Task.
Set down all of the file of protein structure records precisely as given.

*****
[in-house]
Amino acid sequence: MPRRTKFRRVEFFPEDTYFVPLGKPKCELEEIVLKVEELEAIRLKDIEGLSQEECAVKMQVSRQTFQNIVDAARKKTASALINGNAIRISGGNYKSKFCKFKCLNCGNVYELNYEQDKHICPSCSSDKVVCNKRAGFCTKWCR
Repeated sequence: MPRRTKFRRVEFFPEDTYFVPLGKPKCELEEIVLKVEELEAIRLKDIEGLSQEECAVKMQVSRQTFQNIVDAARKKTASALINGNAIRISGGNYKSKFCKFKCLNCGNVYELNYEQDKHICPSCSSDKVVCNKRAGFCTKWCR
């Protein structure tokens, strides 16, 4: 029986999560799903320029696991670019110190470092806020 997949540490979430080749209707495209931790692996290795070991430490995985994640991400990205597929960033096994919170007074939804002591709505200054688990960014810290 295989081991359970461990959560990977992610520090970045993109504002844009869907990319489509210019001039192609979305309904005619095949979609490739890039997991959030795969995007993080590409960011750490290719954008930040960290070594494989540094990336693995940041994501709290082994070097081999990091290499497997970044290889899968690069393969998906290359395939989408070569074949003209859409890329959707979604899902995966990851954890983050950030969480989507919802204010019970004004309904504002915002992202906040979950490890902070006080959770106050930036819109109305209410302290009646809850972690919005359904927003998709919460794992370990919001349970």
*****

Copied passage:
[in-house]
Amino acid sequence: MPRRTKFRRVEFFPEDTYFVPLGKPKCELEEIVLKVEELEAIRLKDIEGLSQEECAVKMQVSRQTFQNIVDAARKKTASALINGNAIRISGGNYKSKFCKFKCLNCGNVYELNYEQDKHICPSCSSDKVVCNKRAGFCTKWCR
Repeated sequence: MPRRTKFRRVEFFPEDTYFVPLGKPKCELEEIVLKVEELEAIRLKDIEGLSQEECAVKMQVSRQTFQNIVDAARKKTASALINGNAIRISGGNYKSKFCKFKCLNCGNVYELNYEQDKHICPSCSSDKVVCNKRAGFCTKWCR
């Protein structure tokens, strides 16, 4: 029986999560799903320029696991670019110190470092806020 997949540490979430080749209707495209931790692996290795070991430490995985994640991400990205597929960033096994919170007074939804002591709505200054688990960014810290 295989081991359970461990959560990977992610520090970045993109504002844009869907990319489509210019001039192609979305309904005619095949979609490739890039997991959030795969995007993080590409960011750490290719954008930040960290070594494989540094990336693995940041994501709290082994070097081999990091290499497997970044290889899968690069393969998906290359395939989408070569074949003209859409890329959707979604899902995966990851954890983050950030969480989507919802204010019970004004309904504002915002992202906040979950490890902070006080959770106050930036819109109305209410302290009646809850972690919005359904927003998709919460794992370990919001349970």